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Moscow metro facial ID payment system raises privacy concerns, rights group says

MOSCOW (Reuters) - A new facial recognition payment system on the Moscow metro, due to be launched this year, raises concerns about privacy and human rights, a Russian digital rights group said on Thursday.

FILE PHOTO: A passenger rides an escalator at a metro station, as the spread of the coronavirus disease (COVID-19) continues, in Moscow, Russia April 10, 2020. REUTERS/Shamil Zhumatov/File Photo

Moscow has one of the world’s largest video-surveillance systems. It has used the technology to enforce COVID-19 quarantines and thwart would-be protesters from attending rallies in January in support of jailed opposition politician Alexei Navalny.

From the end of 2021, the metro will make the Face Pay system operational at turnstiles and ticket machines, the head of the metro’s security service, Andrei Kichigin, said, according to Interfax news agency report earlier this week.

The metro says the payment system will quicken the flow of people, particularly at busy times, and that its wider network of around 5,000 facial recognition cameras at turnstiles only threatens criminals.

“The facial recognition system knows no surnames, first names, or any other personal details,” Kichigin said in video footage filmed on Monday and shared with Reuters, adding that only wanted people are included in the database.

“Information is stored in a data processing centre that only interior ministry staff have access to,” Kichigin said.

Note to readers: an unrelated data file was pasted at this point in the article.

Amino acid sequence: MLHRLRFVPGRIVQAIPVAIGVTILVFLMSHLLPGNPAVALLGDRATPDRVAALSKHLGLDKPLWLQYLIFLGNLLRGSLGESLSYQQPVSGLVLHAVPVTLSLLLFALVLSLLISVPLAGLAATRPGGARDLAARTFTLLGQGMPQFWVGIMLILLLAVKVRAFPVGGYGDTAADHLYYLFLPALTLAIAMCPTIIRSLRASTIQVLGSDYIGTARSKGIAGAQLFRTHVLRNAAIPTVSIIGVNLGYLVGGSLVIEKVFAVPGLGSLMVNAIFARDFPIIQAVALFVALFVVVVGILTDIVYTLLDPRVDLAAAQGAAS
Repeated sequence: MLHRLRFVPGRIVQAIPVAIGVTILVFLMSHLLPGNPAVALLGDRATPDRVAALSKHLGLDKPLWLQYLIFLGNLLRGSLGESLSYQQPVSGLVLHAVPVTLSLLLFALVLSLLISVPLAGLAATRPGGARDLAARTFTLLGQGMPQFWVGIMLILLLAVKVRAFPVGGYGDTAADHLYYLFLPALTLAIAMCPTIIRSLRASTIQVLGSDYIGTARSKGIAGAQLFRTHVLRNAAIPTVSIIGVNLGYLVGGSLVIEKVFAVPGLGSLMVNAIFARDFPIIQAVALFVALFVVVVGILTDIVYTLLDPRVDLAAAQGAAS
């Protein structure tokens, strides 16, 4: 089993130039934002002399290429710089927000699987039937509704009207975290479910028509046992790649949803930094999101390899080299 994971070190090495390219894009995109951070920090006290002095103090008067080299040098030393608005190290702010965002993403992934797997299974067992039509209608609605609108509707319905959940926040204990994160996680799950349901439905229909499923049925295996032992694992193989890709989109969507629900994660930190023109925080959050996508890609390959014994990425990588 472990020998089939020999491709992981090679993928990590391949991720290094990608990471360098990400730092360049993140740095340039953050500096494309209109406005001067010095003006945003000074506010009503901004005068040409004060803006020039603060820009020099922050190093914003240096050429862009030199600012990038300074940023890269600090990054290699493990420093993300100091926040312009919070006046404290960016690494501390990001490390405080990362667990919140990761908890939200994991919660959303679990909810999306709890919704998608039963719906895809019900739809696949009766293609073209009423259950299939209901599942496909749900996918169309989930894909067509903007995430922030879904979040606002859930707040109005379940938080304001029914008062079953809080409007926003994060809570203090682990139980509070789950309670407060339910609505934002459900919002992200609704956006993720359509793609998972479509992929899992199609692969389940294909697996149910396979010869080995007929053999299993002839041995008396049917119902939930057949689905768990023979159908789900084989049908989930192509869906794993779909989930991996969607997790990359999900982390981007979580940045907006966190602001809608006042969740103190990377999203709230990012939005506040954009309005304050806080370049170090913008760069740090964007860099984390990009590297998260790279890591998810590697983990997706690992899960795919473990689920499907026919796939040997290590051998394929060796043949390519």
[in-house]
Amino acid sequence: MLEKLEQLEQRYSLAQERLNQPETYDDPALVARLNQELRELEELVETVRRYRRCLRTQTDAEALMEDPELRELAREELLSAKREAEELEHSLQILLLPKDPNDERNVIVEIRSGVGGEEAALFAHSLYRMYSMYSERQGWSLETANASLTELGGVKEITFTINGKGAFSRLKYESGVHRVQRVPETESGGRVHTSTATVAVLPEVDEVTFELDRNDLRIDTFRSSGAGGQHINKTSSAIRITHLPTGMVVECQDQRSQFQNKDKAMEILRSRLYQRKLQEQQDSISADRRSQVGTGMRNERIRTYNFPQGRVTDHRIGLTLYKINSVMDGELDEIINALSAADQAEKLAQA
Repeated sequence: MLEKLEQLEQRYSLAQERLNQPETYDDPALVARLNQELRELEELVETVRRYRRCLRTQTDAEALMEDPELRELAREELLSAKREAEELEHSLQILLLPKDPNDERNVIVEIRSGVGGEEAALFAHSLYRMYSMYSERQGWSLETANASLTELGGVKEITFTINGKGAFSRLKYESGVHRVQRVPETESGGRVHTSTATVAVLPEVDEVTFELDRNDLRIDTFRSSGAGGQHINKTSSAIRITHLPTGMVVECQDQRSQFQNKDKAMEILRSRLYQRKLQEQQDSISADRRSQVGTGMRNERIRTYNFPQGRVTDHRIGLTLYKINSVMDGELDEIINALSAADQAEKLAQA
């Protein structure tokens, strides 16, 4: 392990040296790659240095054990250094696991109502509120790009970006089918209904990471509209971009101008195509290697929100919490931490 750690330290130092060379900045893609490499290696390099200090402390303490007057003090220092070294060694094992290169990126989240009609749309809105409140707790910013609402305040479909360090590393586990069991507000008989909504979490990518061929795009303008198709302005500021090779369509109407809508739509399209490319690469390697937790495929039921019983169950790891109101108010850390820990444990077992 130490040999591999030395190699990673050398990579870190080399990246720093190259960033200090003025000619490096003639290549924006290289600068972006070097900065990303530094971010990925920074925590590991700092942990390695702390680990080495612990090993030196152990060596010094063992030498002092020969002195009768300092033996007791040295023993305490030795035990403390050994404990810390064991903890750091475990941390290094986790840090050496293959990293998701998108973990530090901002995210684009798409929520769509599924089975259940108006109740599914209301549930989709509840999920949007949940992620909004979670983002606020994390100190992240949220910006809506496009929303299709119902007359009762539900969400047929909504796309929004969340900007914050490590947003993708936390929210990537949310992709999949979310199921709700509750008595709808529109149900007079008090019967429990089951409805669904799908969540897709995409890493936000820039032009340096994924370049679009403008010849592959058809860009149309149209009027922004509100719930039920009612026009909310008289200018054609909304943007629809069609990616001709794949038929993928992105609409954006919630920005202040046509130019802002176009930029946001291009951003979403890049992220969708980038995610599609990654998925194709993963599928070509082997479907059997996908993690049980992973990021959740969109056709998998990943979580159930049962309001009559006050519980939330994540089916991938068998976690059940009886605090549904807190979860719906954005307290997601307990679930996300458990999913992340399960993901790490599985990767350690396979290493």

The metro said it was too soon to give details on how data from the Face Pay system would be stored because it was still in the testing phase.

Concerns over which officials have access to that database and how any information might be used raised privacy and human rights concerns, said Sarkis Darbinyan, head of the legal department at Roskomsvoboda, a group dedicated to protecting digital rights and freedom of information.

“(Face Pay) is undoubtedly dual-use technology, which can be used on the one hand for the convenient use of transport, but on the other hand, for surveillance and capturing people’s personal data,” Darbinyan said.

“Law enforcement officials, who no one controls, will have access to these [facial recognition] video cameras, so naturally there will be cases of abuse, tracking and some kind of political repression,” he said.

Editing by Edmund Blair